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Peace in Greece?

By Michael Knox - posted Wednesday, 15 July 2015

Mark Twain remarked that "the music of Wagner is not as bad as it sounds." Just so, the deal provided to Greece by the Euro Summit may not be as draconian as it first appears. Unpalatable yes; draconian no. In the period leading up to this Summit, Greece was looking for around 50 billion Euros. The Euro Summit makes provision for total financing needs of up to 86 billion Euros. Greece may be getting more money than it sought but under special conditions.

The most interesting area concerns privatisations. Greece has to agree to transfer the ownership of important State assets such as ports and electricity transmission networks to "an independent fund that will monetize the assets through privatisations and other means." The monetization of these assets will be one way that a new loan that will be provided by the European Stabilisation Mechanism (ESM) will be repaid.

Privatisations should generate a total of 50 billion Euros in sale proceeds. Of this amount, half or 25 billion Euros will be used for the repayment of the recapitalisation of Greece's banks. The amount of 12.5 billion Euros will be used for decreasing the Greek debt to GDP ratio (paying down Greek sovereign debt). The remaining 12.5 billion Euros will be used for new public investment. What this means is that three quarters of the privatisation money goes back into the Greek economy and only one quarter goes to the creditors. This is actually a pretty reasonable deal for Greece.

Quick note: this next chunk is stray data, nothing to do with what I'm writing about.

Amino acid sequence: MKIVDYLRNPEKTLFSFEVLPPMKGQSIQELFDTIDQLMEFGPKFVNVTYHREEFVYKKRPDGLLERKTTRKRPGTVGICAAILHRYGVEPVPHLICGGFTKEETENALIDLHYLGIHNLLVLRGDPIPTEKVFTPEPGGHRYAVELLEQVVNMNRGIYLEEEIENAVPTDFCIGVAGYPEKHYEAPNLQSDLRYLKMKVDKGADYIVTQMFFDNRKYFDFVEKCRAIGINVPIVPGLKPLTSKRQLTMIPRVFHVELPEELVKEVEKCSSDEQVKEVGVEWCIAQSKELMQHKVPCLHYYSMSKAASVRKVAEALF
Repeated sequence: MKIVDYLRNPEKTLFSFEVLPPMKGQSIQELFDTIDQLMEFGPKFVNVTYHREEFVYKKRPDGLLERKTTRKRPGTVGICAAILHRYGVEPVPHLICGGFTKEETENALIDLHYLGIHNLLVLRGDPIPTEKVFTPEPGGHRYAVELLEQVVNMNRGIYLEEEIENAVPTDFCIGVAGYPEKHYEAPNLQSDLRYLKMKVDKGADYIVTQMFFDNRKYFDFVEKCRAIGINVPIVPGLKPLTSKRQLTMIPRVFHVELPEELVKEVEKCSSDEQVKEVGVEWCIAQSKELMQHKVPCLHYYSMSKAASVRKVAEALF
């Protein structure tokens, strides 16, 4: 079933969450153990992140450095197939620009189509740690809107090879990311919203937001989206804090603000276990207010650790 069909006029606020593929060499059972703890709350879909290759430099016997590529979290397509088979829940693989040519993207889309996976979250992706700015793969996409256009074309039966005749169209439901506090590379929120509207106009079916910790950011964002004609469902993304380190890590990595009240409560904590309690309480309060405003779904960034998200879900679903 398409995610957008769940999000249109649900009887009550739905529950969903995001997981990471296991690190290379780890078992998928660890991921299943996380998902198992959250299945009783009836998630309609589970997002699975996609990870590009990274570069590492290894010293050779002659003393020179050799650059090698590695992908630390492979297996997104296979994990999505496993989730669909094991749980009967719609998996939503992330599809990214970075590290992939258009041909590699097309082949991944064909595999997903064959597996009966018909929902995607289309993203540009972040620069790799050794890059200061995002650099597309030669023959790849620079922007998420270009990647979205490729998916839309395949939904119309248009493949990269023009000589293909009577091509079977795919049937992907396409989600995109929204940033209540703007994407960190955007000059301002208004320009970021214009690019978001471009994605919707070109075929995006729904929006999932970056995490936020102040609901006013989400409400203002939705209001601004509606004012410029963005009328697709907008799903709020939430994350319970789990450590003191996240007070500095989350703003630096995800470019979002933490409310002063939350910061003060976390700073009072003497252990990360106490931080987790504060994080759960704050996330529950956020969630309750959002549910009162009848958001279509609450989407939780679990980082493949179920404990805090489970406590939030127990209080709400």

Greece has to agree to a lot of programs that Australians might call "micro-economic reform." These programs include changing regulations on Sunday trading; pharmacy ownerships, milk and bakeries. They also include deregulation of closed professions such as the marine staff engaged in ferry transportation. Other programs include the modernisation of collective bargaining, industrial action and implementing "the relevant EU directive and best practice, (on) collective dismissals."

On the other hand, the Euro Summit takes note of the urgent financing needs of Greece such as the 7 billion Euros on 20 July, plus an additional 5 billion Euros by mid-August. They note that the total envelope of a new ESM program would have to include a buffer of 10 billion to 25 billion Euros for the banking sector to support bank recapitalisation. They note that 10 billion Euros will have to be made immediately available in a segregated account for the ESM.

As a special sweetener, the Euro Summit announces that "to help support growth in job creation in Greece (in the next three to five years) the Commission will work closely with the Greek authorities to mobilise up to 35 billion Euros (under various EU programs) to fund investment and economic activity." This is considerable additional support to the Greek economy.

As to the longer term problems of restructuring Greece's debt, the Euro Summit notes that the Euro Group stands ready to consider possible additional measures on Greek debt such as possible longer grace and payment periods aimed at ensuring that gross financing remains at a sustainable level.

However, the Euro Summit "stresses that nominal haircuts on the debt cannot be undertaken." This last sentence restates the problem that we have been discussing since early this year. Without the forgiveness of substantial part of Greek's official debt, Greece's sovereign debt to GDP is so high that this debt cannot be sustained in the long term.



The Euro Summit has provided a set of solutions which may well support Greece through the next couple of years. The essential problem of the restructuring of Greek's official debt is still too politically difficult for the Euro Area and its institutions to address.

Until this problem is addressed, Greece will be a problem that explodes anew every two or three years.

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This article was first published in Morgan's Economic Strategy.

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About the Author

Michael Knox is Chief Economist and Director of Strategy at Morgans.

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